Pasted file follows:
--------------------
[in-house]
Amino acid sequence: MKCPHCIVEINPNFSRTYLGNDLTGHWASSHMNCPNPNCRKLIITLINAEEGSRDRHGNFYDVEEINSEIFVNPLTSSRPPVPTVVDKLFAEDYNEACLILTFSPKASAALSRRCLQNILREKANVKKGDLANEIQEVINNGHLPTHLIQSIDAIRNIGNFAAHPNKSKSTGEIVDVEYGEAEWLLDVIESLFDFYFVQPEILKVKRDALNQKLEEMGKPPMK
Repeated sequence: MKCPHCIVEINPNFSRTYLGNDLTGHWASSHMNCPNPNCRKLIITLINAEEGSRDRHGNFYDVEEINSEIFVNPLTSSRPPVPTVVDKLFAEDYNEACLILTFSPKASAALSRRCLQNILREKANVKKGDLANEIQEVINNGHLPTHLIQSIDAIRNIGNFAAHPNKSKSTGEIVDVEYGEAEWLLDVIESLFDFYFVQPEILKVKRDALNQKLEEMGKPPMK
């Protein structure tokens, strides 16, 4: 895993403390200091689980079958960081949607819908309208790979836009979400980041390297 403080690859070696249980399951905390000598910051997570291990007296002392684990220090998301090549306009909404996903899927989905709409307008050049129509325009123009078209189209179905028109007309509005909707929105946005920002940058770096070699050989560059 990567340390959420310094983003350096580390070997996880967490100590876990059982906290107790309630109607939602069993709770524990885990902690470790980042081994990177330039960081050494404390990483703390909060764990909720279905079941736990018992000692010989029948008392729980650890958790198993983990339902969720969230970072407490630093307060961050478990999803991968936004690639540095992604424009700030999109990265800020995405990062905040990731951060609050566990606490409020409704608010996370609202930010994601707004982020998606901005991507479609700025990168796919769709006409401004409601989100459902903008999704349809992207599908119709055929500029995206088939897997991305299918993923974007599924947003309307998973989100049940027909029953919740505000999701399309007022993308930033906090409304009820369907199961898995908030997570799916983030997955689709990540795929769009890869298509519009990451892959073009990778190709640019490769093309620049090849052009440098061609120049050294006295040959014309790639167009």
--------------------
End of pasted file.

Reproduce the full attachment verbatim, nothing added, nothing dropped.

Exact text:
[in-house]
Amino acid sequence: MKCPHCIVEINPNFSRTYLGNDLTGHWASSHMNCPNPNCRKLIITLINAEEGSRDRHGNFYDVEEINSEIFVNPLTSSRPPVPTVVDKLFAEDYNEACLILTFSPKASAALSRRCLQNILREKANVKKGDLANEIQEVINNGHLPTHLIQSIDAIRNIGNFAAHPNKSKSTGEIVDVEYGEAEWLLDVIESLFDFYFVQPEILKVKRDALNQKLEEMGKPPMK
Repeated sequence: MKCPHCIVEINPNFSRTYLGNDLTGHWASSHMNCPNPNCRKLIITLINAEEGSRDRHGNFYDVEEINSEIFVNPLTSSRPPVPTVVDKLFAEDYNEACLILTFSPKASAALSRRCLQNILREKANVKKGDLANEIQEVINNGHLPTHLIQSIDAIRNIGNFAAHPNKSKSTGEIVDVEYGEAEWLLDVIESLFDFYFVQPEILKVKRDALNQKLEEMGKPPMK
């Protein structure tokens, strides 16, 4: 895993403390200091689980079958960081949607819908309208790979836009979400980041390297 403080690859070696249980399951905390000598910051997570291990007296002392684990220090998301090549306009909404996903899927989905709409307008050049129509325009123009078209189209179905028109007309509005909707929105946005920002940058770096070699050989560059 990567340390959420310094983003350096580390070997996880967490100590876990059982906290107790309630109607939602069993709770524990885990902690470790980042081994990177330039960081050494404390990483703390909060764990909720279905079941736990018992000692010989029948008392729980650890958790198993983990339902969720969230970072407490630093307060961050478990999803991968936004690639540095992604424009700030999109990265800020995405990062905040990731951060609050566990606490409020409704608010996370609202930010994601707004982020998606901005991507479609700025990168796919769709006409401004409601989100459902903008999704349809992207599908119709055929500029995206088939897997991305299918993923974007599924947003309307998973989100049940027909029953919740505000999701399309007022993308930033906090409304009820369907199961898995908030997570799916983030997955689709990540795929769009890869298509519009990451892959073009990778190709640019490769093309620049090849052009440098061609120049050294006295040959014309790639167009």